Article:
Using facial recognition to combat human trafficking

November 2018 CCTV, Surveillance & Remote Monitoring, Products

According to non-profit organisation Stop Human Trafficking Now, human trafficking is the second biggest profit-making crime in the world next to drug trafficking, and there are about 27 million people enslaved in the world today. In Africa, over two million people are trafficked annually, with an estimated 30 000 of these being children as young as four.

The organisation, in partnership with the National Prosecuting Authority, SAPS, Hawks and departments of Education, Health, Justice and Social Development, aims to clamp down and spread awareness around the crime. The organisation’s Jameel Essop says, “Among the 30 000 children being prostituted in the country, half of these children are younger than 14 and as young as 4. There are up to 10 000 child prostitutes in Johannesburg and up to 1000 girls trafficked to South Africa from Mozambique each year.”

There is some light at the end of the tunnel, with a recent news report citing the case of the police force in the Indian city of New Delhi who identified nearly 3 000 missing children within just four days of launching a trial of a new facial recognition system. Police began using the technology on 6 April 2018 on approximately 45 000 children throughout the city, 2 930 of which were recognised as missing. India currently has almost 200 000 missing children and about 90 000 lodged in various childcare institutions and it is almost impossible for anyone to manually go through photographs to match the children.

Forbatt SA’s Falcon facial recognition technology from Kedacom is fast gaining popularity with government agencies throughout the world, with the Turkish army and police force deploying various Kedacom facial recognition solutions along their 200 km border perimeter.

According to Vaughn Tempelhoff, product manager at Forbatt SA, the Falcon enterprise-solution facial recognition system comprises a combination of HD cameras, high-end DVRs and proprietary facial recognition software and is purpose built for high-volume areas.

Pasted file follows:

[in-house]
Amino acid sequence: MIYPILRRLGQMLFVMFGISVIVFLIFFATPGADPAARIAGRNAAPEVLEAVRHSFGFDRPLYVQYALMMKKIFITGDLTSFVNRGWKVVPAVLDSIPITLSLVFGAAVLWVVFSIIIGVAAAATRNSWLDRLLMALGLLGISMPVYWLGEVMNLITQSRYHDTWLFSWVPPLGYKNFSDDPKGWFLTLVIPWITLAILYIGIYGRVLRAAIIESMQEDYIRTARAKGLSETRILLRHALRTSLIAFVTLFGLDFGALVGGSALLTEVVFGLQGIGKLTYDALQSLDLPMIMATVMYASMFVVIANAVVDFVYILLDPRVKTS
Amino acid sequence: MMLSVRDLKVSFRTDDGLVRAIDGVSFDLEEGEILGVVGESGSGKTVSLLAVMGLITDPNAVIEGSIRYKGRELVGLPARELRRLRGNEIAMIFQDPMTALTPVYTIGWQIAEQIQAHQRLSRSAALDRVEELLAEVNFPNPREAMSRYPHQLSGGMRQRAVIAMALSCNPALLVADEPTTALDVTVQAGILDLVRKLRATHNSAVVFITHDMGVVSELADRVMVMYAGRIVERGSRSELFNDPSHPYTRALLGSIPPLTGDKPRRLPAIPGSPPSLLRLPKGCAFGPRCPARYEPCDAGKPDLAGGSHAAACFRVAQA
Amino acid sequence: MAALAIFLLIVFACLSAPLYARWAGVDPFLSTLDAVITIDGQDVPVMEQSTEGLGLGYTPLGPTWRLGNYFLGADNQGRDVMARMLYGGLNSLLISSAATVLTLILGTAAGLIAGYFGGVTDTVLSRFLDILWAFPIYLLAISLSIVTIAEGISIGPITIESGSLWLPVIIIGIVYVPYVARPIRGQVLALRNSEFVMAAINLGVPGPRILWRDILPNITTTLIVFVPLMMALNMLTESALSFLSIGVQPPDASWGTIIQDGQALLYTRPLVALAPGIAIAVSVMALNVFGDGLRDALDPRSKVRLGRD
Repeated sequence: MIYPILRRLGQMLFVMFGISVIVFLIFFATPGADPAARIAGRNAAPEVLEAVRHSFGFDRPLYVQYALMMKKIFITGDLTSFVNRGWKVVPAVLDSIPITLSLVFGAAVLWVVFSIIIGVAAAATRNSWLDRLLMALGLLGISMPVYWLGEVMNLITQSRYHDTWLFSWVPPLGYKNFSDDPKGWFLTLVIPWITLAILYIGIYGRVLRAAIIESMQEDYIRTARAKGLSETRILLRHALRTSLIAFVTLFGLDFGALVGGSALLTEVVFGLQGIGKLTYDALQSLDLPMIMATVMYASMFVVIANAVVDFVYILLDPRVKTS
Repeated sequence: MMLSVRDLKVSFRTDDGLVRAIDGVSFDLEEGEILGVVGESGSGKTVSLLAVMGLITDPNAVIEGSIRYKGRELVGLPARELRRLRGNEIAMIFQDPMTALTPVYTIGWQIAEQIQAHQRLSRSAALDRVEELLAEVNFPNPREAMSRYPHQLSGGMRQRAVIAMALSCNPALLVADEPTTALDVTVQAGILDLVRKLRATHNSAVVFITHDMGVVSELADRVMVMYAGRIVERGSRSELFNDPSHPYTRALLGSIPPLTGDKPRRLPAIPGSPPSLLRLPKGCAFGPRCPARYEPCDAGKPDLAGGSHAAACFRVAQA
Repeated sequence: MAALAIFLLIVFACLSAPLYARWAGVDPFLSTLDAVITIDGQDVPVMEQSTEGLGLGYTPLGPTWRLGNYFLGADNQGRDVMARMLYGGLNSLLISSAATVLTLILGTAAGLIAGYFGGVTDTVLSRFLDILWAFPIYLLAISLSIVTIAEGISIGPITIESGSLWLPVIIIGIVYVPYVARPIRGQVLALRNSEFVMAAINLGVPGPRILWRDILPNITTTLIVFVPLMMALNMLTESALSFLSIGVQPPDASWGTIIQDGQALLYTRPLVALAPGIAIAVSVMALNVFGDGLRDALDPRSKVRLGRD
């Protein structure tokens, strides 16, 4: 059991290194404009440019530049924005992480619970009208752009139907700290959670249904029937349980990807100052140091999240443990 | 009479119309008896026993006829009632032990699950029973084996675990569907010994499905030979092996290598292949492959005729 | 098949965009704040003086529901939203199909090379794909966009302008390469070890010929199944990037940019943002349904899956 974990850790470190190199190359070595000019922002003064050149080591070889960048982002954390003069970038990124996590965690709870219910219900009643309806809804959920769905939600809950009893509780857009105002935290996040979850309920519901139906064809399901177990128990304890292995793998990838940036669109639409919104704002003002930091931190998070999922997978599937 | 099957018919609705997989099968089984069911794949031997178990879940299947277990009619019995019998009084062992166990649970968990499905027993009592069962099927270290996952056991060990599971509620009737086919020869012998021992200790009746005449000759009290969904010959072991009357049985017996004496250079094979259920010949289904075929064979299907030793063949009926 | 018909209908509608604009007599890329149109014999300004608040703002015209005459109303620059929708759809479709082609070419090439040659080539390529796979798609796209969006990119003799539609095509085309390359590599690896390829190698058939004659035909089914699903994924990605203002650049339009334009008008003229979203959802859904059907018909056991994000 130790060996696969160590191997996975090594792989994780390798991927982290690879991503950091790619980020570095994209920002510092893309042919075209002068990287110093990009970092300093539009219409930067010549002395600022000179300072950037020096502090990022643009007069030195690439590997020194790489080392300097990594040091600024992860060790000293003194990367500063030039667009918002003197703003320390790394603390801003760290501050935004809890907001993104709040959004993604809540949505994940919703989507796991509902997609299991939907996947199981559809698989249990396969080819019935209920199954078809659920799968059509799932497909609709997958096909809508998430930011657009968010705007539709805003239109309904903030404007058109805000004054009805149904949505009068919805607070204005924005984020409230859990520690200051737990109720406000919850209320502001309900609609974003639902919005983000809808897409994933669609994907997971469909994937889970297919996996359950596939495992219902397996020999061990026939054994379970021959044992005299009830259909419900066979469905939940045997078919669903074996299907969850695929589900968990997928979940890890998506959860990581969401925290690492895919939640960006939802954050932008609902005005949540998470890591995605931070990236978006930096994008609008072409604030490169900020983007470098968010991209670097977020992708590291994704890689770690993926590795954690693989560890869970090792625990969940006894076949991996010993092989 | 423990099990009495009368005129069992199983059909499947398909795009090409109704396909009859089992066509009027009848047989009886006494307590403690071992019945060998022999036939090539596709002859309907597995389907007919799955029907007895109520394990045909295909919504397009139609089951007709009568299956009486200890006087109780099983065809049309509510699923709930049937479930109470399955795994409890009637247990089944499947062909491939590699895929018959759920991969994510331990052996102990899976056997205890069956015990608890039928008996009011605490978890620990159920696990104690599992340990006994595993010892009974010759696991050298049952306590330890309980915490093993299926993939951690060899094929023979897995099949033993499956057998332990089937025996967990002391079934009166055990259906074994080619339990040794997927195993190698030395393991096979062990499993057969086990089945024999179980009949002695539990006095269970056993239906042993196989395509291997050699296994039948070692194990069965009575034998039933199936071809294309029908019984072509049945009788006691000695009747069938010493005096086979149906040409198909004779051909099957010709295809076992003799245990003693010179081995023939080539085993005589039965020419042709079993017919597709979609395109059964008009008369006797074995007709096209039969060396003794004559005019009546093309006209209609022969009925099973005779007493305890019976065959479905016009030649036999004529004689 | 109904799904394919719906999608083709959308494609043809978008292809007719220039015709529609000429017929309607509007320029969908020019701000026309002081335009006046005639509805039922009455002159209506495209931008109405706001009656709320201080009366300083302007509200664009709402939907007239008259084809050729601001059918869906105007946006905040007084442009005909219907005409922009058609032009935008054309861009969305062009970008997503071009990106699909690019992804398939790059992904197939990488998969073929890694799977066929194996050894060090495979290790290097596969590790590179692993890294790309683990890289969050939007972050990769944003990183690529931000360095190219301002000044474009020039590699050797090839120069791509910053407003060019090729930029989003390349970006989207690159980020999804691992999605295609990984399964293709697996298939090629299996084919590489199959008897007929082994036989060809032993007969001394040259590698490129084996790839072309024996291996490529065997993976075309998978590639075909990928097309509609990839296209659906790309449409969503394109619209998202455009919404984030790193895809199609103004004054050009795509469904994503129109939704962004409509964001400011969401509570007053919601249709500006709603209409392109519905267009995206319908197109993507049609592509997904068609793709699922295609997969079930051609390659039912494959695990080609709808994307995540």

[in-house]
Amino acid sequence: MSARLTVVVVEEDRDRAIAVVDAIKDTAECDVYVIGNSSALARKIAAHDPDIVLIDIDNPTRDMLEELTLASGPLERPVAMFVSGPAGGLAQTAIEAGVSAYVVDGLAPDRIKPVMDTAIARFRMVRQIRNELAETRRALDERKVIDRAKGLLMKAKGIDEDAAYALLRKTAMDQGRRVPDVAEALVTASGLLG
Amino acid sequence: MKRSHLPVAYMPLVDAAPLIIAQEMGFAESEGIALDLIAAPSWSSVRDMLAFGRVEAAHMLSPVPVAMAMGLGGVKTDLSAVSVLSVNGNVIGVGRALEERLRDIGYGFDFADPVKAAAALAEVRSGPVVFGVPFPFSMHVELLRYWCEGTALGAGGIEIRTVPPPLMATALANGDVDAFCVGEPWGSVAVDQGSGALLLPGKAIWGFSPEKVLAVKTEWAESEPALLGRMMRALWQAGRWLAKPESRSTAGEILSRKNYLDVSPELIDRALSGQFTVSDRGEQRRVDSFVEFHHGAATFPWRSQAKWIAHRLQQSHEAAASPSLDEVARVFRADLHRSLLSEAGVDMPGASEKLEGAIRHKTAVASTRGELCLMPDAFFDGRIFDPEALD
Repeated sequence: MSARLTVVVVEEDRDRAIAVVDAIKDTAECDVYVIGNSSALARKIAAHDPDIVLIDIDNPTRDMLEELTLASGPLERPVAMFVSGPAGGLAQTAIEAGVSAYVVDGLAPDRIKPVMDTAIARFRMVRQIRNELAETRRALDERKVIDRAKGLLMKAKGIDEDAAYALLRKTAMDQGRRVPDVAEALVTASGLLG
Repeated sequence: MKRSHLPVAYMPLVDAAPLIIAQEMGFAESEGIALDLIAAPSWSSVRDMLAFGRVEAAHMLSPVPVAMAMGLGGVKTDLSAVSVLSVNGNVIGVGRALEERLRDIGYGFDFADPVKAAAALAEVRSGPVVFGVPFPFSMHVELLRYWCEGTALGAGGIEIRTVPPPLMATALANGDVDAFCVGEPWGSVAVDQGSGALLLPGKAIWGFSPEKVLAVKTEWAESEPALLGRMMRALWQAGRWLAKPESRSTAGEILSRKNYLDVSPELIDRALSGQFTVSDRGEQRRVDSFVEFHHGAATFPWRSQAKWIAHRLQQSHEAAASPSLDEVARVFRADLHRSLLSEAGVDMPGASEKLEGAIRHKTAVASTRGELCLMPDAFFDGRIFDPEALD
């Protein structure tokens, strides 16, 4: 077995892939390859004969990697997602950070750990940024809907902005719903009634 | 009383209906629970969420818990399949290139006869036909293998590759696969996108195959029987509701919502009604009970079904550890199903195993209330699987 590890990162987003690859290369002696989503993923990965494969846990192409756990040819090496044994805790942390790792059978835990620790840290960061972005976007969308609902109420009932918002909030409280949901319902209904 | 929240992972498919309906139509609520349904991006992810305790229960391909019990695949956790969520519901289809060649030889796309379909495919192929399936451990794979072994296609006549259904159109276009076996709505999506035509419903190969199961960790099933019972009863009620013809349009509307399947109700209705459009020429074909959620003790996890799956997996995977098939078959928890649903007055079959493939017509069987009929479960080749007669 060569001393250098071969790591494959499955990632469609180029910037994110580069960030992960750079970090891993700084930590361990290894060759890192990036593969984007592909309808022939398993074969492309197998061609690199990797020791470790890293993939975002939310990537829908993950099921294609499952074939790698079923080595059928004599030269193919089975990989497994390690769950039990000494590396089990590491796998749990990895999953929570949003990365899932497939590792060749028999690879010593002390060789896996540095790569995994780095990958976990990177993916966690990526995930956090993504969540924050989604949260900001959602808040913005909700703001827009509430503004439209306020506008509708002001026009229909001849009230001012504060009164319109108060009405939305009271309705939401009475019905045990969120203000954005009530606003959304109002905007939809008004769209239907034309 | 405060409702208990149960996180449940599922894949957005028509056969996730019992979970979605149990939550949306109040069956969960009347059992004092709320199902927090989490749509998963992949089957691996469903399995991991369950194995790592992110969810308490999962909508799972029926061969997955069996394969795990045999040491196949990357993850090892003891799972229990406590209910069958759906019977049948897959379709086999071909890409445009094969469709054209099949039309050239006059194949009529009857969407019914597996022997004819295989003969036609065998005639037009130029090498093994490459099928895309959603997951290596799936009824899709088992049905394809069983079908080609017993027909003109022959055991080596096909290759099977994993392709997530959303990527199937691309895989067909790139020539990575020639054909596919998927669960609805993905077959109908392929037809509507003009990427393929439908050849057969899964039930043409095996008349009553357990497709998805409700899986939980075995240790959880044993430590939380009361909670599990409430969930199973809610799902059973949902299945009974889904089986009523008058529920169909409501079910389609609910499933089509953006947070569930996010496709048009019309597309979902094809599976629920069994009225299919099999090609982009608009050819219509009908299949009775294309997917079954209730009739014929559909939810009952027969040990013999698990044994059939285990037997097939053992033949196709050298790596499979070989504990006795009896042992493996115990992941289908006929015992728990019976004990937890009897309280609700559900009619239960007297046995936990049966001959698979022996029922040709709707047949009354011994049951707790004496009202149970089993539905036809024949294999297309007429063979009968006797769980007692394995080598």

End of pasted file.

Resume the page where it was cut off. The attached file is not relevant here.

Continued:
“This is a large-scale system that can be deployed throughout the country. With the ability to register and support 10 million different faces, the possibility of finding missing persons would be greatly enhanced. Each time a face is detected by the camera, real-time notification is provided. If the person detected happens to be a missing person or the perpetrator of a crime, then a visible and audible alarm will appear on the monitor in the control room. In instances where the face was not already in the database, it will be automatically added,” says Tempelhoff.

Such is the sophistication of the Falcon system that the Kedacom Falcon big data platform was awarded a total of nine awards out of 10 at the AI Security Innovative Application Evaluation Event held by ASmag at the end of August. These awards included ‘Compliance, Functionality, Applicability, Technicality, Security, Feasibility, Recognisability, Innovation and Reliability’. This speaks to the credibility and complexity of the system.

Tempelhoff explains that the ideal goal for South Africa is to register as many people as possible on to the facial database using the Falcon cameras. “Not only does this impact greatly on tracking and assisting with the apprehension of criminals, but its ability to identify missing adults and children is immense. If for example, a juvenile is reported missing, one can import a photograph of them into the system and then if the missing child is captured on camera at another location, a real-time alert will appear on the monitor. Because the system can detect up to 16 faces per second, it is perfect for deployment in high-volume traffic areas such as shopping malls, train and bus stations, and at airports.”

Tempelhoff adds that in some cases the system can be programmed to search for a specific colour of clothing and it will then highlight all people captured in an area wearing that colour.

Depending on the scale of the deployment, the Falcon system can be placed at all points of entry and exit at specific public areas and/or at all border posts. Specifically, the system is optimised when installed in areas where masses of people come together, as this is generally where children go missing.

To date the Falcon system has been deployed in more than 400 judicial and law enforcement agencies worldwide and has helped to solve more than 2500 cases.


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